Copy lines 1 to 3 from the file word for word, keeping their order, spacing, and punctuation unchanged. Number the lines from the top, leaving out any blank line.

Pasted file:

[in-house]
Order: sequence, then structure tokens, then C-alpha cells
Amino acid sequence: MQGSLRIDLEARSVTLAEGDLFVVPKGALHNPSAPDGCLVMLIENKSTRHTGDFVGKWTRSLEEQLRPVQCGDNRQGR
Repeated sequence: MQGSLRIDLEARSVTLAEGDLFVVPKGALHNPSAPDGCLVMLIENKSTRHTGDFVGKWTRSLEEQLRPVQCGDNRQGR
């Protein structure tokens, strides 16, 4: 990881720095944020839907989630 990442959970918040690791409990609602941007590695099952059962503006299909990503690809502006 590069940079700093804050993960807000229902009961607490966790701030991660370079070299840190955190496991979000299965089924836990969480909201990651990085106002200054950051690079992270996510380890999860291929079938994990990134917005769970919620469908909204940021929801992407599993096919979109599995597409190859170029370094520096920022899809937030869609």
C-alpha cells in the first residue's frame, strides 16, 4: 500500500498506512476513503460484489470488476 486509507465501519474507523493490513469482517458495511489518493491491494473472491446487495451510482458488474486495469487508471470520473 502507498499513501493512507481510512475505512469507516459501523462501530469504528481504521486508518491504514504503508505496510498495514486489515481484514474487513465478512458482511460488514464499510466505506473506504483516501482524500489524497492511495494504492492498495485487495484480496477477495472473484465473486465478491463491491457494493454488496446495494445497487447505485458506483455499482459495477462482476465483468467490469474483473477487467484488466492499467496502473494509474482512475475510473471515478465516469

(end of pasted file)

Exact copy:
[in-house]
Order: sequence, then structure tokens, then C-alpha cells
Amino acid sequence: MQGSLRIDLEARSVTLAEGDLFVVPKGALHNPSAPDGCLVMLIENKSTRHTGDFVGKWTRSLEEQLRPVQCGDNRQGR